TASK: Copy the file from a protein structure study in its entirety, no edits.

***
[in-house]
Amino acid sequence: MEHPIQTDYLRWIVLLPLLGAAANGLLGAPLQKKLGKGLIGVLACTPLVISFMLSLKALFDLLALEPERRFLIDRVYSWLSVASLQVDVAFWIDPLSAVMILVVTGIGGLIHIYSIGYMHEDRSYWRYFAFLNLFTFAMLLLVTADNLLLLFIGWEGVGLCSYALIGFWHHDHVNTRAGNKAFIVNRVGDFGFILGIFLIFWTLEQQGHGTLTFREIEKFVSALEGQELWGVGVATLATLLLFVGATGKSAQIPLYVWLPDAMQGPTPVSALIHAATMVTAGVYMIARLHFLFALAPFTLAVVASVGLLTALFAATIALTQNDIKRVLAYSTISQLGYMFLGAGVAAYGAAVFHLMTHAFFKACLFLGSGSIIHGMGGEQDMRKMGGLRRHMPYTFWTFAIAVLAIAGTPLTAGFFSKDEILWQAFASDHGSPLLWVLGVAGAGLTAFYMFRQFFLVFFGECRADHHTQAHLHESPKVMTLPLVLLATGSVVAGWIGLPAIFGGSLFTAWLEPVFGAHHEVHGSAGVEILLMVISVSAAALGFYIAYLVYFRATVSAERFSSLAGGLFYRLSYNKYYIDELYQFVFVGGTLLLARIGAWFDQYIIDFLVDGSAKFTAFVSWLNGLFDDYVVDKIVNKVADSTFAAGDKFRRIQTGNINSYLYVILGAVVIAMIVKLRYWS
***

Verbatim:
[in-house]
Amino acid sequence: MEHPIQTDYLRWIVLLPLLGAAANGLLGAPLQKKLGKGLIGVLACTPLVISFMLSLKALFDLLALEPERRFLIDRVYSWLSVASLQVDVAFWIDPLSAVMILVVTGIGGLIHIYSIGYMHEDRSYWRYFAFLNLFTFAMLLLVTADNLLLLFIGWEGVGLCSYALIGFWHHDHVNTRAGNKAFIVNRVGDFGFILGIFLIFWTLEQQGHGTLTFREIEKFVSALEGQELWGVGVATLATLLLFVGATGKSAQIPLYVWLPDAMQGPTPVSALIHAATMVTAGVYMIARLHFLFALAPFTLAVVASVGLLTALFAATIALTQNDIKRVLAYSTISQLGYMFLGAGVAAYGAAVFHLMTHAFFKACLFLGSGSIIHGMGGEQDMRKMGGLRRHMPYTFWTFAIAVLAIAGTPLTAGFFSKDEILWQAFASDHGSPLLWVLGVAGAGLTAFYMFRQFFLVFFGECRADHHTQAHLHESPKVMTLPLVLLATGSVVAGWIGLPAIFGGSLFTAWLEPVFGAHHEVHGSAGVEILLMVISVSAAALGFYIAYLVYFRATVSAERFSSLAGGLFYRLSYNKYYIDELYQFVFVGGTLLLARIGAWFDQYIIDFLVDGSAKFTAFVSWLNGLFDDYVVDKIVNKVADSTFAAGDKFRRIQTGNINSYLYVILGAVVIAMIVKLRYWS